a) Juan Monaco

b) Roger Federer

c) Rafael Nadal

d) Steve Darcis

 2) Who is my favourite football player?

a) Cristiano Ronaldo

b) Julian Schuster

c) Pablo Hernandez

d) Lionel Messi

3) What is my favourite TV series?

a) Father Ted

b) Friends

c) The IT Crowd

d) Red Dwarf

4) What is the OS of my phone?

a) Android

b) iOS

c) Windows

d) Symbian

 

Answering complete? Good!

Now before I reveal the answers let’s take a closer look at the questions and the corresponding options. All 4 correspond to some personal detail/preference of mine. So, unless you know me personally, it’s rather unlikely that you know the answers to either of these. However, it’s also very unlikely that you’ll end up with a negative score if you’ve answered the questions properly. Sure, some of you reading this just might, but if you do, let me assure you that you would be in the vast minority.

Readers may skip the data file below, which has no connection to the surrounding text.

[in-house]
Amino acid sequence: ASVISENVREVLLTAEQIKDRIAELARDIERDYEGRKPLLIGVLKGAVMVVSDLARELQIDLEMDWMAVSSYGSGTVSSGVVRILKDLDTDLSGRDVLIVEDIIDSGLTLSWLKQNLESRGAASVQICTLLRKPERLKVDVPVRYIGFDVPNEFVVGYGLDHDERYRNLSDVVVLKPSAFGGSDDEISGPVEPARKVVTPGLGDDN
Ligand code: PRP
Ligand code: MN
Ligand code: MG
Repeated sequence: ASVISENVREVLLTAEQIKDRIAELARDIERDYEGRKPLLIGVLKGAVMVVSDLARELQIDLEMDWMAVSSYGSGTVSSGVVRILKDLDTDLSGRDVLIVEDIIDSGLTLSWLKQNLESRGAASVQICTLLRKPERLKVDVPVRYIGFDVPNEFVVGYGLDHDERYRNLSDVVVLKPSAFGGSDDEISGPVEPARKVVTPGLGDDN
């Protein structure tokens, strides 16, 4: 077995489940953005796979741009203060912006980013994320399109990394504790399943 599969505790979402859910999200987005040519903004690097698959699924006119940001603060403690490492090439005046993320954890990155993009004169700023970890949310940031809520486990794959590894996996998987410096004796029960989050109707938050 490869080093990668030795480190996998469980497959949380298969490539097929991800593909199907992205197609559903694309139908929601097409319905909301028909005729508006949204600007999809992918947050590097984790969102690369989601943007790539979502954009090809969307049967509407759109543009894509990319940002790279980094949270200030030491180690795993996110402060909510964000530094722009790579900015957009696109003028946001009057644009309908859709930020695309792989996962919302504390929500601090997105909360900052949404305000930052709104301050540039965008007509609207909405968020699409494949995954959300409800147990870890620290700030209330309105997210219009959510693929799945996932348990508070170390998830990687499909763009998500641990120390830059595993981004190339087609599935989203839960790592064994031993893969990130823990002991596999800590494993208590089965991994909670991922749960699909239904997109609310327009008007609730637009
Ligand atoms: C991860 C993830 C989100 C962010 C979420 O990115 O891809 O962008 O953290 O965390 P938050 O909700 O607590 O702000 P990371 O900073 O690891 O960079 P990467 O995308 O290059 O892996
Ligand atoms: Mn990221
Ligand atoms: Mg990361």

So, what is it that makes this possible? Let’s look at question 1 first – there are 2 obvious candidates here, Roger Federer and Rafael Nadal, and you would’ve probably picked 1 of these 2 (if not, why? Just… why?). Let’s analyse why – these are 2 of the greatest players of their generations and of all time, both with their own massive fan bases. While the other 2 options are both pretty decent tennis players in their own rights, they definitely don’t have the same appeal as a Federer or Nadal, and are probably only known faces to people who follow tennis rather closely. Maybe you thought of this while selecting your answer. Or maybe you didn’t even need to consciously think of this, your subconscious mind might have done this analysis for you in a split second. Either way, you were eventually left with just 2 realistic options. One lesson here is that you need to trust your intuition or subconscious when it comes to probability. It is always based on some piece of information. So if your intuition says some option is slightly more(or less) likely, you can take it that that option is at least slightly more(or less) probable. Anyway, you are now left with 2 choices. Of course, you cannot be absolutely certain that the 2 discarded options aren’t correct. So in this case, you can assume that if you answer two-point-something such questions where that something is quite small(so two-point-something comes to something like 2.1 or maybe even less), you would get 1 right. So, the expected probability is slightly-less-than-two out of every 2 questions answered. Now, it’s pretty impossible to find the exact probabilities here, but it doesn’t really matter, does it? You can clearly understand that this is a case of positive probability, and by some distance. So you should definitely answer the question (even without the must answer condition). Also, amongst the remaining 2 options, you can try to select the more likely option based on certain heuristics. This would further improve your expected probability. One such heuristic that you could’ve used is the relative popularity of Roger Federer and Rafael Nadal amongst fans and the media. I won’t get into that here, though, for obvious reasons.  Forgive me!